Faster Web Sites

Designers are learning from the challenge of rebuilding web sites to work on mobile devices. The redesigned sites are, quite simply, faster and better, so much so that the changes are being rolled into the desktop versions of the sites.

One of the best examples of this can be seen by comparing the two versions of the WikiRhymer rhyming dictionary. The old version at (as of March 2011) is loaded down with extraneous material and complex navigation that makes it slow and confusing. The new “2.0” version at (as of March 2011) is so much more simple and direct that it’s hard to imagine going back.

The recently completed redesign of MySpace is another example. There, a thought-out architecture replaced layers of legacy code and an overarching complexity that every user had complained about. The change there came in one fell swoop — albeit one that took five months to roll out and that still has some stray bugs to fix.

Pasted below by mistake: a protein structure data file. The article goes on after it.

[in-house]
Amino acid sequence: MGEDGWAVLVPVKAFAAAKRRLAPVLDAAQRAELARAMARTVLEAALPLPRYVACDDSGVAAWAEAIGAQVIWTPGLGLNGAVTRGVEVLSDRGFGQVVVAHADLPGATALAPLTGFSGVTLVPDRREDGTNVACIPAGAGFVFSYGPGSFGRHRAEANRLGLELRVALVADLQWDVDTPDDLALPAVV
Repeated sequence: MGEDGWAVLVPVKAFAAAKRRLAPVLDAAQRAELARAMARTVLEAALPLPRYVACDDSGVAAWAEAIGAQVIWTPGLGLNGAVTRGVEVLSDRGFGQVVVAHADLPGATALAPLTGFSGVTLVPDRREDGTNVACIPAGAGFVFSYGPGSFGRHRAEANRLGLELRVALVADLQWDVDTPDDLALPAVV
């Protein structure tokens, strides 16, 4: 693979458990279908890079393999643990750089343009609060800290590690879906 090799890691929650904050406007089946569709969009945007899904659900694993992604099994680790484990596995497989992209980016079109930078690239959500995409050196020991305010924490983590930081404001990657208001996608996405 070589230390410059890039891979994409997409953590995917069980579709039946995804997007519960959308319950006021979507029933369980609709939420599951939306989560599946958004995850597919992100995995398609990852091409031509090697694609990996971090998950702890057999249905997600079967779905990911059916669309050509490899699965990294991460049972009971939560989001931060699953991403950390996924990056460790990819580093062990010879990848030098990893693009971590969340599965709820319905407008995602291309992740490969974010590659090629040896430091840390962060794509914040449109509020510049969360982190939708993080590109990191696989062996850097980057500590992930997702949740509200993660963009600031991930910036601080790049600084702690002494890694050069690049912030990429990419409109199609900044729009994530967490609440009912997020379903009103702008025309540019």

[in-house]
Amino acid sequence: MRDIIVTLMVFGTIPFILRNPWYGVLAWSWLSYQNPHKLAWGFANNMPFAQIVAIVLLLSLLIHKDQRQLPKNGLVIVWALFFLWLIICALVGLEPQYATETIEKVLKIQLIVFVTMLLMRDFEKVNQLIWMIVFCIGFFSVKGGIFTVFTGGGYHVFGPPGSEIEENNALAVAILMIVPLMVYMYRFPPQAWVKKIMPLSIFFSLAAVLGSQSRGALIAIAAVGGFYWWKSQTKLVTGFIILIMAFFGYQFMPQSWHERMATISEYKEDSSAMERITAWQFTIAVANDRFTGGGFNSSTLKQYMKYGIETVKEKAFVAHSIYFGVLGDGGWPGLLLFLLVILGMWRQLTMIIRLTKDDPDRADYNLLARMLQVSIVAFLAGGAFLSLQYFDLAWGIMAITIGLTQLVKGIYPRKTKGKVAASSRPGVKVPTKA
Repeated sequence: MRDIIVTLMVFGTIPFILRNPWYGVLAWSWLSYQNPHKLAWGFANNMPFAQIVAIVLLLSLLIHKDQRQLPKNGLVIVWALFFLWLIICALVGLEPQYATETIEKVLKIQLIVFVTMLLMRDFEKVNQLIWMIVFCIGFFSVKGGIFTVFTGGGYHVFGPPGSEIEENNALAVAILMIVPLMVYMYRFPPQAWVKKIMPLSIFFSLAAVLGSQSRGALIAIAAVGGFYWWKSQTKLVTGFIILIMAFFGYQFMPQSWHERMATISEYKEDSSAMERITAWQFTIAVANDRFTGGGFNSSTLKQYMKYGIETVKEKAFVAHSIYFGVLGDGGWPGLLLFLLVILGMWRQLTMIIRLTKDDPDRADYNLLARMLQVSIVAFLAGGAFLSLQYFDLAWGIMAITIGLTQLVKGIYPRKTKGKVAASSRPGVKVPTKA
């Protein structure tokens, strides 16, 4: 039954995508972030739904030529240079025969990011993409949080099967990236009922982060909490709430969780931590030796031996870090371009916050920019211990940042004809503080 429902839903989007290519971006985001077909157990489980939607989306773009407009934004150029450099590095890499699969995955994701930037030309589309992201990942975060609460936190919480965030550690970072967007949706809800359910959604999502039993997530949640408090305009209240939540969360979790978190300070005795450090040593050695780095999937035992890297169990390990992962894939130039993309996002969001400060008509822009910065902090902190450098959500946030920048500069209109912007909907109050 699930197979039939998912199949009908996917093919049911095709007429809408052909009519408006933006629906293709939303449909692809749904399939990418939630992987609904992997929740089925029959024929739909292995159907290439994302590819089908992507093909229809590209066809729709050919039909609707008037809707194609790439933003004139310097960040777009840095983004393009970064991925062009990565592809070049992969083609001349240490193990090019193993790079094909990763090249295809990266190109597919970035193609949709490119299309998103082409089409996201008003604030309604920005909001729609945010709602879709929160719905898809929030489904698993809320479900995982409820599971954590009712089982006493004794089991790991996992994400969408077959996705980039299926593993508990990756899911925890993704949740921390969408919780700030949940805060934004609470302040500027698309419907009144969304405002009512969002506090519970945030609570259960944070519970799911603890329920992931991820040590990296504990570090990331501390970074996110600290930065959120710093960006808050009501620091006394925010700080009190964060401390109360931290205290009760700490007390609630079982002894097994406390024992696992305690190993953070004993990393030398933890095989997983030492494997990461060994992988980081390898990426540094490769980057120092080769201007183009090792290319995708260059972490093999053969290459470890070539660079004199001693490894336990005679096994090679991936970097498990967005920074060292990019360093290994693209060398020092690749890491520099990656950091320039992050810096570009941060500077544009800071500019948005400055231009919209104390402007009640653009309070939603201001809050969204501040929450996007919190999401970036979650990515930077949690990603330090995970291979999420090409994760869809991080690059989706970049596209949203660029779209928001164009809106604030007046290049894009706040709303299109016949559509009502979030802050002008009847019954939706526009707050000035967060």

Any new design medium goes through a learning phase as designers learn from each other’s successes and mistakes. Web sites have come a long way from the frames and animations of the 1990s, but it would be a mistake to imagine that web design is a mature art form now. There is still room for improvement in almost everything you see on the web. Award-winning web designers still make mistakes in some of the most basic things, failing to account for the variable appearance of the web page. Nearly any web site can be picked apart and improved with careful study, something I am hoping to do with this web site as soon as this month.

As users expect to traverse the web more quickly and site owners look to cut their energy costs, web pages have to get simpler, and that transition is underway now.

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